Risking a Health Insurance Strategy the I.R.S. May Not Approve
Risking a Health Insurance Strategy the I.R.S. May Not
It largely frees the company from the headaches of arranging health coverage by reimbursing
employees for insurance they buy on their own. At the same time, it allows the company to help its
employees find affordable, often cheaper, options on the individual market through Zane. And,
importantly, it promises that the contribution the company makes to its employees' coverage is tax-
free for the employees and excluded from payroll taxes for the employer.
On one hand, "it's kind of a moral obligation" to offer insurance, said Mr. Eledge, who runs
Community Quick Care, a growing chain of primary health care clinics in the Nashville area. And
yet, premiums for his existing plan were going up 20 percent, while other group plans promised as
much as a 50 percent increase, even as deductibles and co-pays were becoming less generous. "We
found no really good alternatives for 2014 at all," he said. "Before Gary came along, we weren't sure
what we were going to do."
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Officials from the Treasury Department and the I.R.S. declined to answer questions about the
regulations or Zane's plan, but a Treasury Department official wrote in an emailed statement, "This
type of reimbursement plan generally would fail to comply with the A.C.A.'s prohibition on annual
That, however, is a promise Zane Benefits may not be able to keep.
Lawyers following the issue called Zane's approach risky at best. "It is abundantly clear that the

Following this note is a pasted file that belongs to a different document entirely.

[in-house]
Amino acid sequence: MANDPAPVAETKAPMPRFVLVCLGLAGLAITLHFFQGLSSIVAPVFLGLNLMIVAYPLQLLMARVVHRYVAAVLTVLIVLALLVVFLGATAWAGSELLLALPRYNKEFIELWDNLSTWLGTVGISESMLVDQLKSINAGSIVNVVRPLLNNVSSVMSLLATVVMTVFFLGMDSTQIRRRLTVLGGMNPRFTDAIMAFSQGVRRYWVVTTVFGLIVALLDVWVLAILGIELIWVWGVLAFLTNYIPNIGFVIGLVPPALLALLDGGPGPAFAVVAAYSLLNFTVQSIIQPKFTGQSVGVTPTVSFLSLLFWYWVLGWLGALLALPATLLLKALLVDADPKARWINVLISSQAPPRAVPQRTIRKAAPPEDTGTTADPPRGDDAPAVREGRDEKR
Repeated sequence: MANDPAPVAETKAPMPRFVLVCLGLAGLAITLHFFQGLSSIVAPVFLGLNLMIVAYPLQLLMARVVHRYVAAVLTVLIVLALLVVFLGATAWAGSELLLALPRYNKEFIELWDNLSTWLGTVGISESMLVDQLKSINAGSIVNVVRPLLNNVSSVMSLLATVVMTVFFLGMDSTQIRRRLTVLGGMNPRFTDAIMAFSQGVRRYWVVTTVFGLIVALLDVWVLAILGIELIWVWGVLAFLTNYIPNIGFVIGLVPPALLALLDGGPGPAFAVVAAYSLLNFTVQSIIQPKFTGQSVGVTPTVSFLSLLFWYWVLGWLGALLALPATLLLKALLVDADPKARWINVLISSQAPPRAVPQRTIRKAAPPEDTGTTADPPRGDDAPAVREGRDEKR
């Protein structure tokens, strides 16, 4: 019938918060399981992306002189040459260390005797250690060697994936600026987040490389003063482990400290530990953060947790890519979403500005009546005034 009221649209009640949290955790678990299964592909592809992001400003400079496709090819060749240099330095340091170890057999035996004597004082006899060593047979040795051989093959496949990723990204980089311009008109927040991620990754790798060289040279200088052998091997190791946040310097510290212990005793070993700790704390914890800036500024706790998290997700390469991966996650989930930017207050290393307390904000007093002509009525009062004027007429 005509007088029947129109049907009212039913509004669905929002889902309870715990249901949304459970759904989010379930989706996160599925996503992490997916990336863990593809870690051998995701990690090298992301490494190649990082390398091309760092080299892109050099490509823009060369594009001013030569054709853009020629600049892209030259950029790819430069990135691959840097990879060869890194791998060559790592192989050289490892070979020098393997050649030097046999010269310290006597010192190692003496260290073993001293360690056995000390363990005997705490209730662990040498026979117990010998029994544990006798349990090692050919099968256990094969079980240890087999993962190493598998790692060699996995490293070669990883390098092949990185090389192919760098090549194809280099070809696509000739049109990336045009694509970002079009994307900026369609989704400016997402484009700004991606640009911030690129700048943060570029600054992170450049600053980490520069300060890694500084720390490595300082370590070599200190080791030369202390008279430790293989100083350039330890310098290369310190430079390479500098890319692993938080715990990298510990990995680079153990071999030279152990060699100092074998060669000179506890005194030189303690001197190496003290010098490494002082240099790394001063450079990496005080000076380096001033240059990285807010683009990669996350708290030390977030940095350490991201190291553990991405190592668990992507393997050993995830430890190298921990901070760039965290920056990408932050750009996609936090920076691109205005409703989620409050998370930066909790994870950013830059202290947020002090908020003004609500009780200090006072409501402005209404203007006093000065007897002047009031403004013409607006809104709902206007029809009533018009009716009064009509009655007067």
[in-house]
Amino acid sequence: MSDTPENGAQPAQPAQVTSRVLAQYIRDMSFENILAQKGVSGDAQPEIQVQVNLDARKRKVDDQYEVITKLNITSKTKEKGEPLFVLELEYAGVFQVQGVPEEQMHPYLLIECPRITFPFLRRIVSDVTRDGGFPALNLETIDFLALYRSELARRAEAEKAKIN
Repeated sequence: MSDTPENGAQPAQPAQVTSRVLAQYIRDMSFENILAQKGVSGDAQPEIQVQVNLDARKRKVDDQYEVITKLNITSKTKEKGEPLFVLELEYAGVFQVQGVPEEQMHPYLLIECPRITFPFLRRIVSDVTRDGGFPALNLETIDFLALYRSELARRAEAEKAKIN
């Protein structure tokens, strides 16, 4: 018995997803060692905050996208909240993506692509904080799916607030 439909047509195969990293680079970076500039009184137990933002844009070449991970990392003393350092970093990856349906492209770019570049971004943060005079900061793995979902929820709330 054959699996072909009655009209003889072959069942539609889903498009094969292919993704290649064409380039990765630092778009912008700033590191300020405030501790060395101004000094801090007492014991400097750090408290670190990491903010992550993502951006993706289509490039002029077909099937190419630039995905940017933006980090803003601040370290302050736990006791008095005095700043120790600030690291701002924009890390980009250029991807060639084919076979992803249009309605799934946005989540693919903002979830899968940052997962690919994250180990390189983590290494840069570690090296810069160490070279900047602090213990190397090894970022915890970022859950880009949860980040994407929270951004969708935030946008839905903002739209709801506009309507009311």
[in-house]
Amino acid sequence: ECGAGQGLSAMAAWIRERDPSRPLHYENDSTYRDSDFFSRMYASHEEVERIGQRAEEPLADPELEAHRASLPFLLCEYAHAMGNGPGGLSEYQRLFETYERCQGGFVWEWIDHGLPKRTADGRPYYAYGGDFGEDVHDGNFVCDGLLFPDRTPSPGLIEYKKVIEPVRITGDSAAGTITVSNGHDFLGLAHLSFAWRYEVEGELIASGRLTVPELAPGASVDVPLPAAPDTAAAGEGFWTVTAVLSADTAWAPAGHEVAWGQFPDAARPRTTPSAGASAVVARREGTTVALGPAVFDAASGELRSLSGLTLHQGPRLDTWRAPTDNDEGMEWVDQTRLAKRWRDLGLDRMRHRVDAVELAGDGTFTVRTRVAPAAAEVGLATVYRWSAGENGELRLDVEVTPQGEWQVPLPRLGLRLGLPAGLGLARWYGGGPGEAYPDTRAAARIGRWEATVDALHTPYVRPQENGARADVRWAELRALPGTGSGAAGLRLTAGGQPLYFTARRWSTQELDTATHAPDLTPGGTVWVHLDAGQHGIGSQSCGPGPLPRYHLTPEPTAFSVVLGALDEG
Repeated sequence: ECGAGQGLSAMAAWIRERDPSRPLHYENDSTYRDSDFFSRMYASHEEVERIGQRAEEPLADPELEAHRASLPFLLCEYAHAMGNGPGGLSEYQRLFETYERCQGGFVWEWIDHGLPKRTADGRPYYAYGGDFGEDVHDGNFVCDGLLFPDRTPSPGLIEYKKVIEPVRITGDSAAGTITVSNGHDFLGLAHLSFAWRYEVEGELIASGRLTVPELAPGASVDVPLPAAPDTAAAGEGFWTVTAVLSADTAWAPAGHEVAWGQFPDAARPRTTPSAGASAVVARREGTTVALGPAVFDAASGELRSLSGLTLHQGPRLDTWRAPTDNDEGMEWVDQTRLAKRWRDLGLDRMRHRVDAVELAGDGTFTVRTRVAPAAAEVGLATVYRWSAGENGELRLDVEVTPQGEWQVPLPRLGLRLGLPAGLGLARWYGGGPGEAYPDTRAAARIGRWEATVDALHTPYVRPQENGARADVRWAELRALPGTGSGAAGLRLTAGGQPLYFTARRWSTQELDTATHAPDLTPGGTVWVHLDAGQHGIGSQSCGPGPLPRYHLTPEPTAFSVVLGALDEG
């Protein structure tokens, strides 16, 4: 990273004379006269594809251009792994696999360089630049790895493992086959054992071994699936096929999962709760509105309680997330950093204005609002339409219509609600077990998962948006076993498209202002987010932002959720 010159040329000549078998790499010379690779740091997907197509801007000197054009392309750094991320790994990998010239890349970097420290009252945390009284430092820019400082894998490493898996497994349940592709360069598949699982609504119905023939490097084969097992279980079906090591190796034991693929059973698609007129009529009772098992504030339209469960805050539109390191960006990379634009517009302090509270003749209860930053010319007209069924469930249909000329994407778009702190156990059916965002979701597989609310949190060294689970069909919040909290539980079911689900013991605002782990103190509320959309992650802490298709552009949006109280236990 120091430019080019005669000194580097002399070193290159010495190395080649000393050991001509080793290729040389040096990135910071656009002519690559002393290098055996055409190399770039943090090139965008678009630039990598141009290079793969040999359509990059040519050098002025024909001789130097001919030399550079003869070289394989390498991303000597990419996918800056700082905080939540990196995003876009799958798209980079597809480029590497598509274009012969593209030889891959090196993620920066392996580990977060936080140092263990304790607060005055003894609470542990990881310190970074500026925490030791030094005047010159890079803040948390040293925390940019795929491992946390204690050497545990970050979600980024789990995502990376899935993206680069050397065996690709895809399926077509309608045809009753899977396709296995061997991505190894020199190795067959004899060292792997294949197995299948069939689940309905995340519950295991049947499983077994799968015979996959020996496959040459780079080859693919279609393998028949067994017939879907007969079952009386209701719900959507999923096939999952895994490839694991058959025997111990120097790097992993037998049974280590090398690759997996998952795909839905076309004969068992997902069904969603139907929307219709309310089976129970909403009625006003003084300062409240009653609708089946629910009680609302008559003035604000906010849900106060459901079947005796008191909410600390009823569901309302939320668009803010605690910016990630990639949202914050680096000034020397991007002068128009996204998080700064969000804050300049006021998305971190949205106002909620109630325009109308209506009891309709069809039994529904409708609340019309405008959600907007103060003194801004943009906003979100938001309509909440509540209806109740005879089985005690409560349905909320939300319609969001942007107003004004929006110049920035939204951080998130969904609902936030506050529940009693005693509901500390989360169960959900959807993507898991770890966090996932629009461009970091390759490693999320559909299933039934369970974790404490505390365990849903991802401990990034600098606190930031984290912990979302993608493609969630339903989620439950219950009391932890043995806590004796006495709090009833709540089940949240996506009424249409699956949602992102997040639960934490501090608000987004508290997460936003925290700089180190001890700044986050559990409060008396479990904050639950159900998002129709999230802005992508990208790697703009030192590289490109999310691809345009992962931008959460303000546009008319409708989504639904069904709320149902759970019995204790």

I.R.S. thinks that you cannot use one of these arrangements to use tax-free dollars to pay for
individual health insurance," said Amy B. Monahan, a law professor at the University of Minnesota.
When it came time to renew his company's health plan last fall, Jerry Eledge found himself in a bind
that many small-business owners know all too well.
The issue, at least on the surface, is language in the health law meant to make sure there are no
dollar limits on the coverage for a person's basic medical needs, which the law calls essential health
benefits. The I.R.S. asserts that a plan reimbursing employees for insurance they buy on their own
cannot comply with this prohibition on annual limits because the company's contribution is by
definition limited -- even though the health insurance the employee ends up buying would have no
In fact, it is not clear that employees who sign up for Zane's plan would be eligible for a subsidy.
Zane said they would. All of the lawyers interviewed said they would not. Under the law, employers
will report to the I.R.S. who has signed up for company health plans, including reimbursement
arrangements. Beginning in 2016, the agency will use these employer statements to determine
whether an individual who received a subsidy in the previous year was entitled to it -- and if not, the
employee will have to pay the government back. Said Linda Mendel, a tax lawyer with Vorys, Sater,
Seymour and Pease: "There'll be some nasty surprises when all this stuff comes together in 2016."
And Zane Benefits is emerging as the leader of a handful of companies -- including TASC, HR
Simplified and Freedom Services -- hoping to facilitate that transition. According to Mr. Lindquist,
about 2,600 small businesses use Zane's software to create and manage health reimbursement
arrangements, as these plans are commonly called -- lured at least in part by the tax exclusion.
Community Quick Care pays Zane $12 a month for each of its 30 employees to administer the plan.
Mr. Adkins estimates that employees can buy their own plan for as much as 40 percent less than the
same coverage would cost as part of a group. Should they receive government subsidies to buy that
insurance -- and Mr. Eledge estimated up to a quarter of his employees qualify -- the savings to the
employer can double, Mr. Adkins said.
In a technical guidance issued last year and reiterated in May, the Internal Revenue Service issued a
clear warning about such health reimbursement arrangements, according to eight health and tax
lawyers as well a half-dozen lobbyists and analysts who have followed the Affordable Care Act's